Sept. 24 (Bloomberg) -- New York needs to update state laws dating from 1986 to better prosecute white-collar criminals, according to a special task force report released by Manhattan District Attorney Cyrus Vance Jr.
Current laws predate the Internet, social media and e-commerce and can’t keep pace with increasingly sophisticated frauds, Vance said today at New York University’s Center for the Administration of Criminal Law. Proposals include expanding the definition of larceny to cover the theft of software and personal identifying information, and eliminating a requirement that schemes to defraud target more than one victim.
“The Internet has become our 21st-century crime scene,” Vance said, noting that the most recent overhaul of New York’s penal code dates from the invention of Xerox Corp.’s first fax machine.
For example, old definitions of larceny don’t cover theft by duplication, a common means of stealing computer code, Vance said. The task force recommends expanding the definition of “computer material” to let prosecutors target hacking into another person’s private e-mail or webcam, and combat using computers to spy on unwitting victims.
Criminal law in New York State has been mostly unchanged since 1965, and the last notable alterations to white-collar crime enforcement were made in 1986, leaving fraud and corruption laws antiquated, Vance’s office has said.
The task force, convened almost a year ago, includes district attorneys, academics and defense lawyers. Their recommendations will be presented to the governor and the state Legislature for consideration in the 2014 January session. Aside from cybercrime, today’s report targets four main areas: fraud, elder fraud, public corruption and procedural reforms.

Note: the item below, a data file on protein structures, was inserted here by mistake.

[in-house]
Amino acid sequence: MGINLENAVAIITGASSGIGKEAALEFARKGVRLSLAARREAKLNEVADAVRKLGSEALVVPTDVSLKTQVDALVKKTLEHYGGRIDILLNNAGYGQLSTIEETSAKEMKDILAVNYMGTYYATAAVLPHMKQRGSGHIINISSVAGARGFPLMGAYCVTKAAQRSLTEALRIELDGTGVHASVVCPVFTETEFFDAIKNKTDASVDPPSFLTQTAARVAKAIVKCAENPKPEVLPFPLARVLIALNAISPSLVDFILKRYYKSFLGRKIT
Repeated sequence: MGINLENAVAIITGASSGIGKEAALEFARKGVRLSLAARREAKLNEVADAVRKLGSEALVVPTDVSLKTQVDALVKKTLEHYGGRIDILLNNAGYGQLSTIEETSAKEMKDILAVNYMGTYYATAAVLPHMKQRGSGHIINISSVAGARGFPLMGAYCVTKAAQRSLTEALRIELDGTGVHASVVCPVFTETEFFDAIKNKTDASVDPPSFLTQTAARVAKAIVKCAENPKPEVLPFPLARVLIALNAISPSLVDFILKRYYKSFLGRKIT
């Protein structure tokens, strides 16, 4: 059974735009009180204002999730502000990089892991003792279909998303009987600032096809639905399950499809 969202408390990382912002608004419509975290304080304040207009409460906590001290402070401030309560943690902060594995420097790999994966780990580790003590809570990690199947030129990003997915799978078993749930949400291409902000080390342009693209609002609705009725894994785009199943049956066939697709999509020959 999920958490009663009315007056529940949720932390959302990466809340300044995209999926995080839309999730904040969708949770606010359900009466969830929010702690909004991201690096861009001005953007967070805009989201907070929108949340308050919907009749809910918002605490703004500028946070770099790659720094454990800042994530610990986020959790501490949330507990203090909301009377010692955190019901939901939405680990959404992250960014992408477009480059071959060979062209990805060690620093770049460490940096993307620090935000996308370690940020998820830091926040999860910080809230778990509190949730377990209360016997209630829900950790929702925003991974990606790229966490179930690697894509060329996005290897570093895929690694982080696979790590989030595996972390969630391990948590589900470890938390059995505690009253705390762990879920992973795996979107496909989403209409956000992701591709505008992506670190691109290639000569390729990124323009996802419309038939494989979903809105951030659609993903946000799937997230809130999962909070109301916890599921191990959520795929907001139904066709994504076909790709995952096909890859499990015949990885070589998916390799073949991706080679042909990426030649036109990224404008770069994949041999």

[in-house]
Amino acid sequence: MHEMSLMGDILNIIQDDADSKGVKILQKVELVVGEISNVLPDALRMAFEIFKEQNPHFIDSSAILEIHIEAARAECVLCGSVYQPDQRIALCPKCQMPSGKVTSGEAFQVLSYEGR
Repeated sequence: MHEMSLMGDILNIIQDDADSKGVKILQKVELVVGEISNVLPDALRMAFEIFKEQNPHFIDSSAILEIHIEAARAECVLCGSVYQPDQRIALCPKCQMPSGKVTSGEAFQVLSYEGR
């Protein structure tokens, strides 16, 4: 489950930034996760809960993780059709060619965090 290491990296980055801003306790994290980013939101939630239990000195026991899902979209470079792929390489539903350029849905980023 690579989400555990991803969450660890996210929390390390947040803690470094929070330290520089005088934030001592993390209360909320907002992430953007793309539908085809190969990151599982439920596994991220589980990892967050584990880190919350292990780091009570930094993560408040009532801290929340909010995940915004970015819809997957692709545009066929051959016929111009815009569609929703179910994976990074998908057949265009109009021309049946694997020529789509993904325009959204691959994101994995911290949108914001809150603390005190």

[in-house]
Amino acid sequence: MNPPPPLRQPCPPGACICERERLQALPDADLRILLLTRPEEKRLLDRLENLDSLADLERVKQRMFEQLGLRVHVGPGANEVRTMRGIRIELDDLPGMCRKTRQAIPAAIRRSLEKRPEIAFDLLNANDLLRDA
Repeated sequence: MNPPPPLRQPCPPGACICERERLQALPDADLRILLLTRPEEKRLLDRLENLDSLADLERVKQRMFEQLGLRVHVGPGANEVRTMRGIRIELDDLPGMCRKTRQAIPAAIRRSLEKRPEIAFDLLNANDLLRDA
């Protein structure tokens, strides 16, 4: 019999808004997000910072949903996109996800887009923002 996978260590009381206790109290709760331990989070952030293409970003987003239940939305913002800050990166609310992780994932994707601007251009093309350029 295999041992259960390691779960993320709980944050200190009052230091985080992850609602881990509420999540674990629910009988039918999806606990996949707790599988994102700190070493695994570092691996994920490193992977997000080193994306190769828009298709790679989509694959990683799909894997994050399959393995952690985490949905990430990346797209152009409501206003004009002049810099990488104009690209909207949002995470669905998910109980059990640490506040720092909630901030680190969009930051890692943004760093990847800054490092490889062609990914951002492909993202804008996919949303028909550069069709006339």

Punishment guidelines for fraud should be graduated so that more serious schemes are tied to longer sentences, according to the report. Under current law, a criminal who attempts to defraud victims of $2 will be punished the same as someone who attempts to swindle them of $2,000.
Some of the changes would help combat what the Securities Investor Protection Corp. estimates is $10 billion to $40 billion a year in U.S. investment fraud.
Because New York is home to the third-largest elder population in the U.S., new laws should make it harder for criminals who get “technical consent” to take assets from elderly victims in poor physical or mental health, according to the report.
Prosecutors should be able to make a case that victims may have been unable to “meaningfully consent,” said Frank. A Sedita III, Erie County district attorney and the task force’s co-chairman.
Public corruption should be subject to stronger anti-bribery measures and a new law of “undisclosed self-dealing by public servants,” according to the task force. That would make it a crime for a public servant to have a secret interest in a government business above a certain threshold, such as owning property through a shell company that’s involved in public business.
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